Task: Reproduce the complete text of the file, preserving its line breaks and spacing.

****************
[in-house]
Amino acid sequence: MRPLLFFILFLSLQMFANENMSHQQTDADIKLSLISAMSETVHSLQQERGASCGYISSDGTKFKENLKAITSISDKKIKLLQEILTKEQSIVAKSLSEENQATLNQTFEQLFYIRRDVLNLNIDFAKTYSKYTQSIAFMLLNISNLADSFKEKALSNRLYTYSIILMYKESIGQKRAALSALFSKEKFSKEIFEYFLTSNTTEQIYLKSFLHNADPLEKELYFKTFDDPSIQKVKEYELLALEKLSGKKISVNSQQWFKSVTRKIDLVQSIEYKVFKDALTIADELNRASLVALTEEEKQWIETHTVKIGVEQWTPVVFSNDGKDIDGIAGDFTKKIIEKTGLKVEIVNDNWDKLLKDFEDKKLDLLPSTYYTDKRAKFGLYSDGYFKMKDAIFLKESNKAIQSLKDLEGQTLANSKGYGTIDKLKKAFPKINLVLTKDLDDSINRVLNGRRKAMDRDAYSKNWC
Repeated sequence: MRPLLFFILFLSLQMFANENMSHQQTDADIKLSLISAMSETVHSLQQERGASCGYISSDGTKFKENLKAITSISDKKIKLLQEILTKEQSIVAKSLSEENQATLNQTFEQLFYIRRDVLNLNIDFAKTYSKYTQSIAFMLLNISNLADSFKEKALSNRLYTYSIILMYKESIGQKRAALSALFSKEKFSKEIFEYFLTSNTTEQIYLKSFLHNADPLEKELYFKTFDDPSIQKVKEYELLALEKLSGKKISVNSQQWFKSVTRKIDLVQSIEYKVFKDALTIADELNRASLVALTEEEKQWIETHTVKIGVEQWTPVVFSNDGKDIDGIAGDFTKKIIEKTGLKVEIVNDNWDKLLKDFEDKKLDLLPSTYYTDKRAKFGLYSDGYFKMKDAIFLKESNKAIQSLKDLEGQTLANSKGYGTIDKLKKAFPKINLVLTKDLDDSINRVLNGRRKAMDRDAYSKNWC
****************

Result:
[in-house]
Amino acid sequence: MRPLLFFILFLSLQMFANENMSHQQTDADIKLSLISAMSETVHSLQQERGASCGYISSDGTKFKENLKAITSISDKKIKLLQEILTKEQSIVAKSLSEENQATLNQTFEQLFYIRRDVLNLNIDFAKTYSKYTQSIAFMLLNISNLADSFKEKALSNRLYTYSIILMYKESIGQKRAALSALFSKEKFSKEIFEYFLTSNTTEQIYLKSFLHNADPLEKELYFKTFDDPSIQKVKEYELLALEKLSGKKISVNSQQWFKSVTRKIDLVQSIEYKVFKDALTIADELNRASLVALTEEEKQWIETHTVKIGVEQWTPVVFSNDGKDIDGIAGDFTKKIIEKTGLKVEIVNDNWDKLLKDFEDKKLDLLPSTYYTDKRAKFGLYSDGYFKMKDAIFLKESNKAIQSLKDLEGQTLANSKGYGTIDKLKKAFPKINLVLTKDLDDSINRVLNGRRKAMDRDAYSKNWC
Repeated sequence: MRPLLFFILFLSLQMFANENMSHQQTDADIKLSLISAMSETVHSLQQERGASCGYISSDGTKFKENLKAITSISDKKIKLLQEILTKEQSIVAKSLSEENQATLNQTFEQLFYIRRDVLNLNIDFAKTYSKYTQSIAFMLLNISNLADSFKEKALSNRLYTYSIILMYKESIGQKRAALSALFSKEKFSKEIFEYFLTSNTTEQIYLKSFLHNADPLEKELYFKTFDDPSIQKVKEYELLALEKLSGKKISVNSQQWFKSVTRKIDLVQSIEYKVFKDALTIADELNRASLVALTEEEKQWIETHTVKIGVEQWTPVVFSNDGKDIDGIAGDFTKKIIEKTGLKVEIVNDNWDKLLKDFEDKKLDLLPSTYYTDKRAKFGLYSDGYFKMKDAIFLKESNKAIQSLKDLEGQTLANSKGYGTIDKLKKAFPKINLVLTKDLDDSINRVLNGRRKAMDRDAYSKNWC